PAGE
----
Connecting with an audience always starts with a great song, but promoting great music and getting it noticed is a very important part of the process of getting the song to actually cut through to the potential audience. Under Making Tracks we were supporting the production of the music and the video, but often the resources to help get the music noticed were lacking. As a result many projects languished on digital platforms such as YouTube with little support or profile.
It was expected that there would be more investment in the promotion of some of the funded work by the industry and/or artists. But the reality is the music industry was entering its second decade of declining revenues, so investment was even more scarce. So I think a lot of really good songs probably didn’t reach as wide an audience as they could have, just because there was no resource to promote the music and get it in front of people. If nobody can find it, or it’s not promoted, then that can lead to a disappointing result.
Making Tracks had a large amount of back-room administration with its monthly funding rounds. In addition we saw a number of singles that just got no traction at all. The music business can be like that – some songs just don’t stick.
There was also an issue around the difference between the way music consumers listen to music (cherry picking singles/playlist culture etc.) and how artists and music companies still produce music (in clusters/projects). So with the Project funding scheme we’re making some moves back into the more efficient production and presentation of music – in groups of songs.
One of the main adjustments is the idea that promotion of the song is likely to have a bearing on potential success. Allowing some of the applicant co-investment in either Single or Project funding to go to promotion is designed to combat that issue.
The other key change is flexibility for applicants on how much they spend on music videos. The nature of the music video has changed and that was a big consideration with the New Music funding schemes.
Was it right for us to be prescribing the market rate for music videos when there are some very successful ‘visual representations’ of songs online that clearly cost a lot less? With more and more content being consumed on mobile devices we had to ask whether spending the majority of NZ On Air Music content funding on video production was right.
NZ On Air has always set the market rate for music video production up until now, first with $5,000 videos and then $8,000 videos under Making Tracks. So this change is quite fundamental. It’s now a decision and a negotiation between the applicant and the music video maker, or the creator of the visuals for the song.
I think we need to look broader than traditional broadcast-quality music videos as a visual way to engage audience, and adjust the investment accordingly. Now that is up to each individual applicant to decide and negotiate with their video-maker.
What kind of issues has NMP been designed to overcome?
Project funding has been brought in to recognise how a large amount of music is still produced and released – in clusters across a planned campaign. Be that album, EP, or some other kind of release schedule. Artists and producers tend to work on several songs in one set time rather than individual single by single. So there’s a recognition of that.
The industry music cycle still tends to work around the traditional notion of releases. And artists still ideally want to work towards a body of work. Even though albums don’t sell much anymore, there are still a lot of albums released. They remain the central focus for publicity, promotion, tours etc.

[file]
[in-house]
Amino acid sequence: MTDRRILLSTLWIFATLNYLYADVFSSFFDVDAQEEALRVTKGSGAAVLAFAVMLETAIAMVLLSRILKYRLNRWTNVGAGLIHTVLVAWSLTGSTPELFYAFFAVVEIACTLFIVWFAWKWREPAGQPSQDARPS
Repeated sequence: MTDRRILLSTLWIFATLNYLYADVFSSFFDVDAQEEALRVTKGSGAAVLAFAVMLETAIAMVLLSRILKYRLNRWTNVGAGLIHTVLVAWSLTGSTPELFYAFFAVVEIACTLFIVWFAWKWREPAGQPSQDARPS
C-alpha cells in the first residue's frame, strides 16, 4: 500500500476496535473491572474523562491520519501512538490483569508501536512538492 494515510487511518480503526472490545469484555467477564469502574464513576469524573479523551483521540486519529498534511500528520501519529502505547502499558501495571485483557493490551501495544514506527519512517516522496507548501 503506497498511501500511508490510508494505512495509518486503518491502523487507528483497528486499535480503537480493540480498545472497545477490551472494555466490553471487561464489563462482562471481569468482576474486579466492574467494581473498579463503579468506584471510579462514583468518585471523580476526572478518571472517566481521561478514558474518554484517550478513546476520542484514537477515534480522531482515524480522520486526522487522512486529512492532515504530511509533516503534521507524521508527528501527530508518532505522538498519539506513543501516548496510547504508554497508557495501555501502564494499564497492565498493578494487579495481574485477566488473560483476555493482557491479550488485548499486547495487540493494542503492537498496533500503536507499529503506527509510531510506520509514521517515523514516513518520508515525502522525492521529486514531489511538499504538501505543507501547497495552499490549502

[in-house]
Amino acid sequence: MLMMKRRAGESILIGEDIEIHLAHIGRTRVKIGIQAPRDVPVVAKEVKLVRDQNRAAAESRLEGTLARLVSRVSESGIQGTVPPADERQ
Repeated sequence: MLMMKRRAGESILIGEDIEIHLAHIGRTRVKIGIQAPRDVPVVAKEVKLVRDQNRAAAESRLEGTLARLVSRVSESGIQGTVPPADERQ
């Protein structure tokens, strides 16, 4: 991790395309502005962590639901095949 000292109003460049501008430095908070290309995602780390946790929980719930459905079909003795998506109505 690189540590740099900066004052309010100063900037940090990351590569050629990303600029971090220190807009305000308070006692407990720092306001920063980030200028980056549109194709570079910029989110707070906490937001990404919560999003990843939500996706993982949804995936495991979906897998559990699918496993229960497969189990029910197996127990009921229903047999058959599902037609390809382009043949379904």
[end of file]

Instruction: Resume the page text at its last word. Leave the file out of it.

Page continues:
The way radio breaks artists and work on a multi-song strategy is also an important consideration for us. Radio play is still a huge focus for NZ On Air and there are still a huge number of New Zealanders using music radio on a weekly basis.
The theory is that a return to co-investment, not just in the production of the content but also the promotion and marketing of that content, will help music companies free up some resource to put more into promoting the songs and artists. The key thing is to get noticed amongst all the noise out there in the global music marketplace. So we will be requiring a marketing plan with applications for Project funding.
We are maintaining a balanced funding principle for Project funding, with 60% of the music for mainstream audiences and 40% for alternative or niche audiences. We will be monitoring that balance constantly.
For the Project funding we are partnering with experienced professional music companies who have proven they can successfully plan and manage multi-single release projects. That’s a careful use of public funding and has many precedents in the public sector. Partnering with professional music companies doesn’t just mean major record labels, there are plenty of professional independent music labels in existence too, not to mention music management companies.
The impetus on recipients of Project funding will be successful outcomes. We want really good airplay and online results from these investments.
As we do with Making Tracks, all receipts and invoices will need to be supplied, so each project will be desk audited against the initial budget submitted.
We will also further randomly audit a number of Projects (and Single grants) each year and dig deeper into evidence of what was spent.
We are introducing a revised zero tolerance policy as well, which will see any company or artist involved in mis-reporting on their funding grant subject to a two-year total funding ban from NZ On Air. Details of the mis-reporting will be shared with other music funding agencies also.
Obviously I hope everyone will use public funding in the right way and respect that these are taxpayer funds, but for those who don’t the consequences are now quite career-limiting.
There will be some modifications and tweaks to all aspects of our funding process. Final details of the funding contracts for example are to be finalised in the coming weeks. But we are not means testing artists as a criteria for funding, the support offered is based around the song, or group of songs, and the potential for those to connect with NZ audiences.